"... Abstract We describe a methodology for the formal verification of the correctness, including IEEEcompliance, of registertransfer level models of floatingpoint hardware designs, and its application to the floatingpoint units of a series of commercial microprocessors produced by Advanced Micro De ..."
Abstract

Cited by 3 (0 self)
 Add to MetaCart
Abstract We describe a methodology for the formal verification of the correctness, including IEEEcompliance, of registertransfer level models of floatingpoint hardware designs, and its application to the floatingpoint units of a series of commercial microprocessors produced by Advanced Micro Devices, Inc. The methodology is based on a mechanical translator from a synthesizable subset of the Verilog hardware description language, in which the models are coded, to the formal logic of the ACL2 theorem prover. Behavioral specifications of correctness, coded in essentially the same language as the designs, are translated as well, and ultimately checked with the ACL2 prover. Keywords — Formal verification, Floatingpoint arithmetic, IEEEcompliance, Theorem proving, ACL2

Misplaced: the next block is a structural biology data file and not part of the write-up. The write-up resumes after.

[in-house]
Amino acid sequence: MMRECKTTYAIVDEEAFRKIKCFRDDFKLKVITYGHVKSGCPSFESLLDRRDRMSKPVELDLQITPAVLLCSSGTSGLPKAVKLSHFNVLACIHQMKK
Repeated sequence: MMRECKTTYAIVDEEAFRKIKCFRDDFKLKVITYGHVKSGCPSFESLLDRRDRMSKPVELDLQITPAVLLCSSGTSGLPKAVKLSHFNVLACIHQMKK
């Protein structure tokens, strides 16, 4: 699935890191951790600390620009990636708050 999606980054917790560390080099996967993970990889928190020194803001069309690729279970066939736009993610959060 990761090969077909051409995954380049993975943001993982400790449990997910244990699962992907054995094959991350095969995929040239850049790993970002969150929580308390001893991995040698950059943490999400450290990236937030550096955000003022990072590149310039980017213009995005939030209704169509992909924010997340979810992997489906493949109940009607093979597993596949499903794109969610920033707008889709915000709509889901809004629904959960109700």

A precision and range independent tool for testing floatingpoint arithmetic I: basic operations, square root and remainder
, 1999
"... This paper introduces a precision and range independent tool for testing the compliance of hardware or software implementations of (multiprecision) floatingpoint arithmetic with the principles of the IEEE standards 754 and 854. The tool consists of a driver program, o#ering many options to test onl ..."
Abstract

Cited by 2 (0 self)
 Add to MetaCart